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Are We Having Fun Yet?

June 23, 2010 — Coming to work is usual for most. It's part of our regular schedule. It's something we do every day, every week, every month and even every year if we're lucky. According to the Bureau of Labor and Statistics, Americans age 25-54, with children under 18, spend approximately 8.8 hours per day either working or on work-related activities. That's approximately 44 hours per week on average. It's clear we spend a lot of time at work, but the big question is; are we having fun doing it?

According to the recent AWLP & WFD report, The State of Work-Life 2010, as well as the 2008 National Study of the Changing Workforce, stress in the workplace is on the rise and it often results in increased health issues for employees, ultimately leading to increased health care cost for employers. That being said, we've all heard the old adage, "laughter is the best medicine." Well, it seems to be true. As stated in an article posted in Psychology Today, laughter "improves your job performance, especially if your work depends on creativity and solving complex problems." On top of that, researchers say "the health benefits of laughter may simply result from the social support that laughter stimulates. Given that we spend most of our time at work, and laughter is so beneficial to our performance as well as our overall health, it seems only appropriate to say that we all need to be having more fun at work."

Before you do anything, determine how much fun (or not) you are already having at work. A quiz taken from the Happiness Project Web site, and excerpted from the book "The Levity Effect," suggests the following yes or no questions:

  • New employees are made to feel welcome
  • Meetings are positive and light
  • We have fun activities at least once a month
  • It's common to hear people laughing around here
  • I can be myself at work
  • We have a lot of celebrations for special events
  • When brainstorming, we like to have fun
  • My boss is usually optimistic and smiling
  • Customers would call us fun to do business with
  • I have a friend at work who makes me laugh
  • We have a good time together

If you answered yes to most of them then you are in good shape. If the answer was typically no, then there's work to be done. A blog post by Tom Stern, an expert blogger for Fast Company, mentions a recent Mercer survey which reported "only 29% of employers nationwide encourage humor as part of their company culture, and only 8% have a policy of using fun to reduce employee stress." We already know that laughter and fun reduce stress. Reduced stress leads to fewer medical issues and reduced use of sick time and that typically leads to increased productivity and happier and healthier employees. To increase fun and laughter in your organization Humor-Laughter.com suggests we try a few (or all) of these:

  • Dress for fun: Have occasional "dress-up" and "dress-down" days, such as funniest hats, T-shirts, ties, scarfs etc.
  • Create a "fun" decor: Introduce "fun" into your work space and break room, such as toys, stickers, pictures, posters, etc.
  • Shop for "fun" items: Look for "fun" items in the kids section of department stores, special toy stores, or novelty shops. Any items that can introduce some fun to your meetings, staff interaction events, or just to make people smile.
  • Create a "fun" library: Set up a section of joke books, cartoon books and any other fun material.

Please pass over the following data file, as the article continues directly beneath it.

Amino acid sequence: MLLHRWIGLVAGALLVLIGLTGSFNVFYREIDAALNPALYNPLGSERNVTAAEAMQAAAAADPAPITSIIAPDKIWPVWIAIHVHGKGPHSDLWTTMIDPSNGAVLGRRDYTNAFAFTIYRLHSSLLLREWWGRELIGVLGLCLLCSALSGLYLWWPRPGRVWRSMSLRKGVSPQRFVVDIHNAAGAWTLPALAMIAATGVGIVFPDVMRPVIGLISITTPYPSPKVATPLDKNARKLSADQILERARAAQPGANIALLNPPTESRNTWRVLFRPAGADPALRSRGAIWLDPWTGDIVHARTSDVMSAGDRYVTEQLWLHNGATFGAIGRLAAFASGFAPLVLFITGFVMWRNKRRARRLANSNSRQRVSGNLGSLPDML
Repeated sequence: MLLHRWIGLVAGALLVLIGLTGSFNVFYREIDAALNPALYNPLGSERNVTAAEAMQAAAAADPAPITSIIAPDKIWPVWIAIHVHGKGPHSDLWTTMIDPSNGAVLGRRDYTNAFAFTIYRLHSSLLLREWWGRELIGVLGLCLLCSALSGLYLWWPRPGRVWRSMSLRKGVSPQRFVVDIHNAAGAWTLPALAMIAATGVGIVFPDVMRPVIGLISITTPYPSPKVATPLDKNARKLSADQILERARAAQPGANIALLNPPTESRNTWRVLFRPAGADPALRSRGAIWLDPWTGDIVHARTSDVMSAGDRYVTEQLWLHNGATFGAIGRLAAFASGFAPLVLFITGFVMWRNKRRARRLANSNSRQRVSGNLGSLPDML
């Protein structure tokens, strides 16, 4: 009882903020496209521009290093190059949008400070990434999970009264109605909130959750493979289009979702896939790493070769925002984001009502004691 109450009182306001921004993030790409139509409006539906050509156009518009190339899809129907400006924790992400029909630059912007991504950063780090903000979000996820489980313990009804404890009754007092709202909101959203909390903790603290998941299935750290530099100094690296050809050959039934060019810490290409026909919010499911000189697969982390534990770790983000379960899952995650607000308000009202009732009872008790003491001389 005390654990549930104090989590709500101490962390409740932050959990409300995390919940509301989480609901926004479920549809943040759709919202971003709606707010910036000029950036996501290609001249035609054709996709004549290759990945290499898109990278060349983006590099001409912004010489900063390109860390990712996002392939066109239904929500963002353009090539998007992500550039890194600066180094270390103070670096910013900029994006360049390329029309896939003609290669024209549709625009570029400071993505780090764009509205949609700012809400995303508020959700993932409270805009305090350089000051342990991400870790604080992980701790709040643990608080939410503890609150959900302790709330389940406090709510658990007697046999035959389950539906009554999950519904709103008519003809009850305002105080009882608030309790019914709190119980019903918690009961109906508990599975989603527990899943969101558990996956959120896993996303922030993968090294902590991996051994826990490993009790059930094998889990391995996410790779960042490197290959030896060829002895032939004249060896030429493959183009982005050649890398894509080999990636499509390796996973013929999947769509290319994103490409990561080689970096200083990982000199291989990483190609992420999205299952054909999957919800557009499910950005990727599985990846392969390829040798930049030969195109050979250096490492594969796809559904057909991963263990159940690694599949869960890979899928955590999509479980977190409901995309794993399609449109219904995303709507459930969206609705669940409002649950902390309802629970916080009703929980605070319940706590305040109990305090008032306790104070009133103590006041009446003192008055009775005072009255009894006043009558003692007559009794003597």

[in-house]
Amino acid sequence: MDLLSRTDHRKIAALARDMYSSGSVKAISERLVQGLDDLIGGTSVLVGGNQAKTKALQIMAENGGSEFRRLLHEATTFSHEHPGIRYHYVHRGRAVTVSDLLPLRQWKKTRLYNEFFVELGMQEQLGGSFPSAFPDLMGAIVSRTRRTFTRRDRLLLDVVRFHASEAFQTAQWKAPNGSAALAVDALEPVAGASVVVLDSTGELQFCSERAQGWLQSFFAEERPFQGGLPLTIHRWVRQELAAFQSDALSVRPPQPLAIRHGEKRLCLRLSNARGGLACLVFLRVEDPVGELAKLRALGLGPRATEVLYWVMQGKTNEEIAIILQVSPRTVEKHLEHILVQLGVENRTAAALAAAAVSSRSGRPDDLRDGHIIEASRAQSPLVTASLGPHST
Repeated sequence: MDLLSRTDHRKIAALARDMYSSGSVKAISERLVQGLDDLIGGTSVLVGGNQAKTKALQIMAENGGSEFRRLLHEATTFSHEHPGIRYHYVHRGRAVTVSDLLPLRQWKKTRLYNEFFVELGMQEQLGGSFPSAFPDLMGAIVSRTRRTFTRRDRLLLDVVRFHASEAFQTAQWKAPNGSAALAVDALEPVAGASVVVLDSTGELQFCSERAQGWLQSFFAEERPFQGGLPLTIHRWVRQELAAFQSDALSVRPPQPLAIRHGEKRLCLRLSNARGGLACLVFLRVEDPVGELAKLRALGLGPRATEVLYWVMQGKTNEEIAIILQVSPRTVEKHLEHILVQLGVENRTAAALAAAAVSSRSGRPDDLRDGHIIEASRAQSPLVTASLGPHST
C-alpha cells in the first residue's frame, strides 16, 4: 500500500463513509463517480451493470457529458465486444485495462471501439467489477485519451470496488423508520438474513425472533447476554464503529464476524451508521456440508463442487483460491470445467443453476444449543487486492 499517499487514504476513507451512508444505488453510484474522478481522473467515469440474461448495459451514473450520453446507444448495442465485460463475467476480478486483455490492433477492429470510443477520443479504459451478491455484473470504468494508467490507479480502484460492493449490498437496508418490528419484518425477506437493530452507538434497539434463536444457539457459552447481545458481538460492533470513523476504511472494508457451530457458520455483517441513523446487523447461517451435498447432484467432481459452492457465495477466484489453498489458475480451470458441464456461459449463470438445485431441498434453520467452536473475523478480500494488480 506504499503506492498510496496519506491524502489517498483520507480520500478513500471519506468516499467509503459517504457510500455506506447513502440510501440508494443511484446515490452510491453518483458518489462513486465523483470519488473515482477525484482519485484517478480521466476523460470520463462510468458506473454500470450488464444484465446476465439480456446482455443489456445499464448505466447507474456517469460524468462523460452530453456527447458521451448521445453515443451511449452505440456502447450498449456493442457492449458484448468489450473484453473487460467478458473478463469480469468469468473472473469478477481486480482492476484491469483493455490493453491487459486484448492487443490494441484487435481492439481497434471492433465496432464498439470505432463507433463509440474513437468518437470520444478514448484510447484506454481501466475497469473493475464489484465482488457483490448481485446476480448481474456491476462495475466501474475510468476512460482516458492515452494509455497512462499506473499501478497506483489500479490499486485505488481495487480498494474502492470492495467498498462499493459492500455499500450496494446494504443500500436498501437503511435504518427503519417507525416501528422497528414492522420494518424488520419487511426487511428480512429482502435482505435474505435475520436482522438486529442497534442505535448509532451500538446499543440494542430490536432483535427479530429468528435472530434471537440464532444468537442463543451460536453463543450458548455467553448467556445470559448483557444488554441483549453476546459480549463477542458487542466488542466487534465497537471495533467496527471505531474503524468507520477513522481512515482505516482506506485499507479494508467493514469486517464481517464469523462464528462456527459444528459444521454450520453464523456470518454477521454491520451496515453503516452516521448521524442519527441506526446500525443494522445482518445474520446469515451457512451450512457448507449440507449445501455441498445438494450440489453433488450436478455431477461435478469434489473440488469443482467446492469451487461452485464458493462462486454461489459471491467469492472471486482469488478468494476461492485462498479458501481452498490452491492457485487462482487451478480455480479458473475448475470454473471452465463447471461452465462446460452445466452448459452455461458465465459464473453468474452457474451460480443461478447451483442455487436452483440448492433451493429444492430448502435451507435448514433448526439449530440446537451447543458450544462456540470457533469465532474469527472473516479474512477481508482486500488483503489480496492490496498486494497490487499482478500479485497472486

• Have staff get to know each other: Have regular functions where staff gets to know each other outside of their work roles. When you know a person better, there are more opportunities for humor in your interaction with that person.
  • Have "fun" contests: There are a lot of nonthreatening "fun" contests that can build rapport, camaraderie and team spirit, such as "best joke of the month," "guess who the persons in the baby pictures are," etc.
  • Have "fun" awards: Such as "foot in the mouth" incident of the month, or "blooper of the month" awards, etc.

Of course these are only suggestions and are to be used in the most professional of ways with an appropriate time and place, but if we're all going to be in the same place at the same time for such an extended period of time, why not make the most of it? If your organization has creative ways to ensure employees have fun all while being productive, please feel free to share your experiences.

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The opinions expressed are solely those of the author and do not necessarily represent those of WorldatWork.


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Wed June 23, 2010 12:09 PMReport Abuse
E Brennan
Senior Associate
Member Since: 4/19/1979
Comments: 589
 

Truer words were never spoken!  For those reasons, John (of Monty Python, NearlyHeadlessNick, etc.) Cleese's training film company Video Arts has been the largest producer of non-entertainment films in the world for many decades. I've had the great honor of presenting with him and have worked with his staff to construct train-the-trainer sessions to drive home the salient points above and more.  Among other advantages of humor, you can't feel afraid or resist new ideas when you are laughing.  Funny situations are particularly memorable as well as non-threatening.  I've been stopped in airports around the world by execs at firms where I put on fact-filled humorous sessions in The Day and they have universally confirmed how those hilarious situations have comforted and assisted them in the years since.

Others should have similar stories.Tongue out  Because I really can't believe I'm the funniest person here.  Surprised

 
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